6. says:

    As an EnglishScots flying Kiwi now based in Australia I was always disappointed that I never got to see as much of England as I wanted to I lived there for Among many reasons was the horrendously expensive train fares on the British rail system which means that for many UK residents it's cheaper to travel to destinations overseas than within their own countriesSo I was rather envious of the author having the opportunity to do this pilgrimage And I loved going on the journey with him through this bookHaving read his work before Resurrection Year Resilient and blog wwwsheridanvoyseycom and having heard him speak at public events and on BBC Radio 2 I have always thought he was an excellent communicator However it's clear here that Sheridan Voysey's writing has gone to the next level you really feel like you are travelling with him there are so many wonderful details here For example in the first chapter he skillfully weaves the story of the beginning of his journey right down to descriptions of the other passengers on the carriage respectfully and kindly done because he is clearly a good soul with updating details on what's been going on in his life in the last few years after he published Resurrection Year and moved to Oxford so that his wife could pursue her career related dreamsthen moving on to conversation with a taxi driver and the various details of his accommodationI would recommend this book to any spiritual seekers who feel like they are at a crossroads especially those in their 30s40s50s60s andor those wanting a great book for Lent or Advent reading What I like most about the author's work is that he clearly has a strong faith but he doesn't provide cheesy easy Christianese y answers to all your problems

  7. says:

    This the story of a pilgrimage on foot from the island of Lindisfarne Holy Island to the Shrine of St Cuthbert at Durham Cathedral is also a Christian inspired self help book enabling readers to reflect upon their own life journeys Following the rhythm of the two pilgrims the author Sheridan Voysey and his friend DJ we can visualise the scenes he describes and feel the spiritual highs and the physical and emotional lows of the journeySheridan himself is originally from Brisbane in Australia though he now lives in Oxford in the UK I find his observations about Brisbane and Sydney particularly poignant as I lived in Brisbane myself for four and a half years before returning to live in the UKThrough the medium of this physical journey Sheridan teaches us much deeper values which may apply to our own lives especially those of us who may define ourselves by perhaps who we know or by our possessions our status our dreams and ambitions or job titles His journey through the woods and fields and paths and roads of Northumberland then starts to parallel our own life journeys During his description of the walk he reflects upon periods in his own past life story Places he and DJ visit give rise to memories of people he has known whom he now sees in a new lightIn all this Sheridan’s purpose seems to be to shift our own value systems our vision of what really matters about our lives here on this earth He interweaves biographical information about the Celtic saints Aidan and Cuthbert into his pilgrimage giving us the opportunity to relate aspects of their journeys to our own One of the most striking sentences in the book is “Maybe when identity is lost we can discover who we really are” And the most challenging uestion “Could you be content having your contribution to the world left unknown or forgotten yet known by God and pleasing to him”At the end of the book Sheridan gives a series of uestions to reflect on for each chapter and several blank journalling pages if you wish to use the book as the basis for a much in depth project of self knowledge; and the book can be used as a group or individual resource He also offers a contemporary “Creed” which you may download from his website sheridanvoyseycom Highly recommended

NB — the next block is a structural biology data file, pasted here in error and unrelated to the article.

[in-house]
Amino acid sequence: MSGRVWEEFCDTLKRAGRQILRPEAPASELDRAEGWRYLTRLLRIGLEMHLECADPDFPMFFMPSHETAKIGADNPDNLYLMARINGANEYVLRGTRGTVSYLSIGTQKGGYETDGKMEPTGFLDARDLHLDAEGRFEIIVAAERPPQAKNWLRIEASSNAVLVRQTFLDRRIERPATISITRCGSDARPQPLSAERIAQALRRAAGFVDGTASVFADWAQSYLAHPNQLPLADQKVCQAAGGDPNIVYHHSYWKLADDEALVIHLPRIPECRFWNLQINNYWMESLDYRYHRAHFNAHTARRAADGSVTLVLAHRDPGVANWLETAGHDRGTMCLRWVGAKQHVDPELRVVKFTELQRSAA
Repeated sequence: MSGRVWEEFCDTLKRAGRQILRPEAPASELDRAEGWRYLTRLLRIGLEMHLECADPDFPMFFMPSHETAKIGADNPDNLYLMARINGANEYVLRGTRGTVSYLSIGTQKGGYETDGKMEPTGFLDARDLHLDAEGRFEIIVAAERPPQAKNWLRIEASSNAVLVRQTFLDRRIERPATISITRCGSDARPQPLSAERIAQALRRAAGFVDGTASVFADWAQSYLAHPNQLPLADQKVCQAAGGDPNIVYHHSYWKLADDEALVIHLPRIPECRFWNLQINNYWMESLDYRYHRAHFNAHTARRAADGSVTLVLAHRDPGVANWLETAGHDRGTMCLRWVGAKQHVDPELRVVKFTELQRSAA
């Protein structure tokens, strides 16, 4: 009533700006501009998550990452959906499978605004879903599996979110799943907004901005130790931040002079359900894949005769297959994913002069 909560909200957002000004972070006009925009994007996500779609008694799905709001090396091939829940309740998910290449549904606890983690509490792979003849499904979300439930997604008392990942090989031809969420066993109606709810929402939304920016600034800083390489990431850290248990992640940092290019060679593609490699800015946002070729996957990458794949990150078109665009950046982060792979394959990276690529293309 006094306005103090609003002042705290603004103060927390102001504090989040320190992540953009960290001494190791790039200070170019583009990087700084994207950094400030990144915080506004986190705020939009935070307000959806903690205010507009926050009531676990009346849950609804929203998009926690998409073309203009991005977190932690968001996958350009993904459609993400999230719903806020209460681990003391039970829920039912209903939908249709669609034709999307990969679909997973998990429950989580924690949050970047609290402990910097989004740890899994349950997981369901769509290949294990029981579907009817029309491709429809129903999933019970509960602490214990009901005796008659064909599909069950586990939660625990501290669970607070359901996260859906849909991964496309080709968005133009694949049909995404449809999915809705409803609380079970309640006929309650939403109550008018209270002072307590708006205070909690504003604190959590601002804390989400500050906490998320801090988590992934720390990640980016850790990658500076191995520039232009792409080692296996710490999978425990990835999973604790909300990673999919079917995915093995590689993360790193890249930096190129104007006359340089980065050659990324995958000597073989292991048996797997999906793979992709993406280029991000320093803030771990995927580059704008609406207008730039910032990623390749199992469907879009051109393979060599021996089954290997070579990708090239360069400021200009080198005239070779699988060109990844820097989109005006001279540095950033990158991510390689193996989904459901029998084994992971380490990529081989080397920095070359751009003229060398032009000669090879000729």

8. says:

    Not only was this book food for my soul but it was nourishing and life giving It spoke to me on a deep level whilst also being an easy read perfect for this busy Mum of 4 living life in Africa But don't let the phrase 'easy read' put you offSheridan weaves deep truth and important reflections into the journey of his pilgrimage It is a book you can read and re read I read some paragraphs and pages multiple times as I was stopped in my tracks; almost compelled to reflect on what I was reading and knowing this could would change me I have read other of Sheridan's books and his message is important even essential for our culture that measures so much on external values and appearance This book for me was like breathing in lungfuls of cool fresh air and exhaling deepBuy this book make a large mug of your favourite beverage grab a blanket and begin your own journey as you follow Sheridan on his Enjoy and breath deep

  9. says:

    Sheridan’s book is a lyrical piece of beauty His heart resonates on every page Honest refreshing and masterful

  10. says:

    If you’re secretly thinking ‘what should I be doing with my life’ or even ‘is what I do enough’ then this book is a must read Sheridan is a writer who manages to give space for those big uestions of our identity and purpose especially for those over thirty and offers gentle wisdom and refreshing spiritual perspective The real joy of the book is how he does this through a memoir of walking and talking with his friend along a pilgrimage path in the North East of England walking in the steps of Saints Hild Bede and Cuthbert learning from their wisdom and mistakesPart travelogue part memoir part exploration of saints and part Christian practical wisdom it’s all masterfully woven together and beautifully written This felt like a precious and timely gift to me Outstanding memoir – highly recommended